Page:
Vancouver-based artist Bill Pechet of Pechet Studio has teamed up with lighting co-designer Chris Pekar of Lightworks and Montreal-based LED lighting manufacturer Lumenpulse to create one remarkable public art installation called Emptyful. The towering structure, which mimics a mammoth sized laboratory flask, stands 35-feet tall and 31-feet wide, weighing in at approximately 48,500 lbs. Located at Winnipeg’s Millennium Library Plaza, Pechet’s sculpture serves as a real crowd pleaser, grabbing the attention of visitors and casual pedestrians alike.
In “Pas de Deux,” the piece that Raimund Hoghe presented recently at Baryshnikov Arts Center, the German choreographer tested the limits of minimalist dancemaking and, with the young Japanese dancer Takashi Ueno, slowly and meticulously built a world marked by ritual and deep human connection….
Saint Catherine of Alexandria (fourth century) was challenged to a debate with fifty pagan orators, all of whom she converted to Christianity. Here she counts off the points of her dispute to two men who wear haloes as an indication of their conversion by her arguments (and future martyrdom by Emperor Maxentius). Two diminutive donors wearing the habits of Franciscan tertiaries kneel at the left.
The Nebra sky disk is a bronze disk of around 30 cm diameter, with a blue-green patina and inlaid with gold symbols. These are interpreted generally as a sun or full moon, a lunar crescent, and stars (including a cluster interpreted as the Pleiades). Two golden arcs along the sides, marking the angle between the solstices, were added later. A final addition was another arc at the bottom surrounded with multiple strokes (of uncertain meaning, variously interpreted as a Solar Barge with numerous oars, as the Milky Way, or as a rainbow).
The disk is attributed to a site near Nebra, Saxony-Anhalt in Germany, and associatively dated to c. 1600 BC. It has been associated with the Bronze Age Unetice culture.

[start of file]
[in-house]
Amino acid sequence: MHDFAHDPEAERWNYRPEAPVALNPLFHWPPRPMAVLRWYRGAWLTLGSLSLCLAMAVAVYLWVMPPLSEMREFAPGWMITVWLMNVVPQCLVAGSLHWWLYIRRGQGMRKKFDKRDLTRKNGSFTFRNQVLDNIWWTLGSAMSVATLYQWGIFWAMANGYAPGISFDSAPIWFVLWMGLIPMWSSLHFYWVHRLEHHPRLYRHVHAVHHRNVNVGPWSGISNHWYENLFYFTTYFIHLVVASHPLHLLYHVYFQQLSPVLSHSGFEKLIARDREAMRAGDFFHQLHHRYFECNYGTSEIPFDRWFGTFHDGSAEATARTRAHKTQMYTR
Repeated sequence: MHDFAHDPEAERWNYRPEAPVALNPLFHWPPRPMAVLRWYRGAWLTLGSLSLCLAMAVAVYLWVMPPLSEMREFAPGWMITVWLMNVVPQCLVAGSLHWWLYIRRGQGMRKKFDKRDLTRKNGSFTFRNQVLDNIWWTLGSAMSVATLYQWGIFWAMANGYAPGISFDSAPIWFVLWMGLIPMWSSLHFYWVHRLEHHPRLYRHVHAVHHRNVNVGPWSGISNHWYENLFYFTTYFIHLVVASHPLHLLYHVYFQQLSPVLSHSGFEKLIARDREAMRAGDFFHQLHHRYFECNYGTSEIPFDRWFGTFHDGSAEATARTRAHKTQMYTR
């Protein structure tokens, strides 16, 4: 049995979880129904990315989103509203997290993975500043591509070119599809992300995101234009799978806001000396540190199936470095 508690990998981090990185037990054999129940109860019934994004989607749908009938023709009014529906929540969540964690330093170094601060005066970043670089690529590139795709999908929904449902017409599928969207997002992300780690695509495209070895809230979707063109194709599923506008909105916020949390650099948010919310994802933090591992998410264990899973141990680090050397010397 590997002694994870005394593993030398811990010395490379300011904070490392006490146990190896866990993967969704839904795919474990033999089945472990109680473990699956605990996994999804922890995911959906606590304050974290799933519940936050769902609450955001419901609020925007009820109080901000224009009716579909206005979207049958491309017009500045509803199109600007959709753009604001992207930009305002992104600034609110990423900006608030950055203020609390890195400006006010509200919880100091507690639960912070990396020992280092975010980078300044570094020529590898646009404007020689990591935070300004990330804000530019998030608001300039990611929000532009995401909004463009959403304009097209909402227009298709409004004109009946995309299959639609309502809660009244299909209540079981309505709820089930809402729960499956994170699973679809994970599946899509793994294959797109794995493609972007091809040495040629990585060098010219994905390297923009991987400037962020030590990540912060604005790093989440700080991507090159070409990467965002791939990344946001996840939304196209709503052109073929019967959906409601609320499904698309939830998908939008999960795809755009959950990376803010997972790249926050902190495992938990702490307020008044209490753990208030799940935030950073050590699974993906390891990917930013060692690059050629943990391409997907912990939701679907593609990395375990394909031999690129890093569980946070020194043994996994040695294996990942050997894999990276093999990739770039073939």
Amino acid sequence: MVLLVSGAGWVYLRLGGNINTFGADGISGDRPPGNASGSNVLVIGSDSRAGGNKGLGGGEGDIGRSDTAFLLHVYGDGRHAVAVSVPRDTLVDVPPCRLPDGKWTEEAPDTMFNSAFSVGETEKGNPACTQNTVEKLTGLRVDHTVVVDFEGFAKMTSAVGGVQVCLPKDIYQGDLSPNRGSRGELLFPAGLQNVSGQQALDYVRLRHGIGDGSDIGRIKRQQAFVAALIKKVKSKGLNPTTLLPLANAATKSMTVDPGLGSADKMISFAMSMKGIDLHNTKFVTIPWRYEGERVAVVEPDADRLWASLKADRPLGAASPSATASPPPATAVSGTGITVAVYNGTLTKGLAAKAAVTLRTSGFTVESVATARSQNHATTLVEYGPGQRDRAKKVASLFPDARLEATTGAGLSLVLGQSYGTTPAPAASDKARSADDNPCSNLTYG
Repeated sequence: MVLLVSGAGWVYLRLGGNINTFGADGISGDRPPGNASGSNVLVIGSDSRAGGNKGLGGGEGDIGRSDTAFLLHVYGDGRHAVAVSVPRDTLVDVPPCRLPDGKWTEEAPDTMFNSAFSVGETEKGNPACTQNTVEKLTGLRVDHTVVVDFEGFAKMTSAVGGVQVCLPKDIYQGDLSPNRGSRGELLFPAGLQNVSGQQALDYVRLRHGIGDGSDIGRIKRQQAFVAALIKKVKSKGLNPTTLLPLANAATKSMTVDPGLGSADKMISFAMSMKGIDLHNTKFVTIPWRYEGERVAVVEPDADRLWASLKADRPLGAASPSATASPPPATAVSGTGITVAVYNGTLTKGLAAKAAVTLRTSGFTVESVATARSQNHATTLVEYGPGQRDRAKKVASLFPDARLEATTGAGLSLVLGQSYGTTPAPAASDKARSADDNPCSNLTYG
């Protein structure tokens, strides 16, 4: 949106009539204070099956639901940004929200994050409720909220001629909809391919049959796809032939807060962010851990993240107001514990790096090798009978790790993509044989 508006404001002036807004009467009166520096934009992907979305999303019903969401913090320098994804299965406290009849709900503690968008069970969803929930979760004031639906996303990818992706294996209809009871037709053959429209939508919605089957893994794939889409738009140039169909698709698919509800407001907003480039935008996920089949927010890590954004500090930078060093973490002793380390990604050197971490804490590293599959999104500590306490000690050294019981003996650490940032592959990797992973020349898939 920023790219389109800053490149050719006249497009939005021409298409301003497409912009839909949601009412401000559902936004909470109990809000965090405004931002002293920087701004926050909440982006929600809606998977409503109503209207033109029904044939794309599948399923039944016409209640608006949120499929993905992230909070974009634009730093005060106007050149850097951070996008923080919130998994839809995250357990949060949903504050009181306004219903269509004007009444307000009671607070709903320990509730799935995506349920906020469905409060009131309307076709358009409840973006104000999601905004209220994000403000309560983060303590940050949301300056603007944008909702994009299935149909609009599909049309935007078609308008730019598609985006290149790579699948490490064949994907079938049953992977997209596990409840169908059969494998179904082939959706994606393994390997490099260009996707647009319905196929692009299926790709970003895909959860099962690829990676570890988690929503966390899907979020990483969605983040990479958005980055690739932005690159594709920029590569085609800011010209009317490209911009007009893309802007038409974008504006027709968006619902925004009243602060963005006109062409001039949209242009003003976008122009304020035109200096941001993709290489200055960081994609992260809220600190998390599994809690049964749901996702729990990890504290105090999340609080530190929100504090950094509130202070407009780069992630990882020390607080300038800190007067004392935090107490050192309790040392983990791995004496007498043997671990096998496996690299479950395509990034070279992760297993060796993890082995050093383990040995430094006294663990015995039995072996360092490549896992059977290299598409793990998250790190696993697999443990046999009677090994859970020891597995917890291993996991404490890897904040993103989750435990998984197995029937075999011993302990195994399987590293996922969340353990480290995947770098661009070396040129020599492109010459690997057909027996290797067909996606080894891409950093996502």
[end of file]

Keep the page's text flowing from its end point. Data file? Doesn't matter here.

The disk is unlike any known artistic style from the period, and had initially been suspected of being a forgery, but is now widely accepted as authentic.
Stone Lion’s Head, Neo-Assyrian, about 680-670 BC, From Sippar, southern Iraq at the British Museum
This lion’s head of white limestone comes from the Temple of Shamash. Known as the Ebabbar (‘Shining Temple’), it was one of the most important traditional and prestigious religious centres in Mesopotamia. Rulers sent offerings to Shamash and there are records of numerous kings restoring and rebuilding the temple. This head, which was originally inlaid, bears a worn inscription naming the Assyrian king Esarhaddon (680-669 BC) and his father Sennacherib. It is not clear, therefore, whether this is a Babylonian or an Assyrian piece. Esarhaddon was responsible for restoring the capital city of Babylon following its destruction by Sennacherib in 689 BC. Lions were regularly represented in Mesopotamian art on wall reliefs and as elements of furniture. The lion represented the power of nature and is often associated with the king, as it was his duty to defeat the forces of nature that the lion represented.
D. Collon, Ancient Near Eastern art (London, The British Museum Press, 1995) R.D. Barnett, Fifty masterpieces of Ancient (London, The British Museum Press, 1969)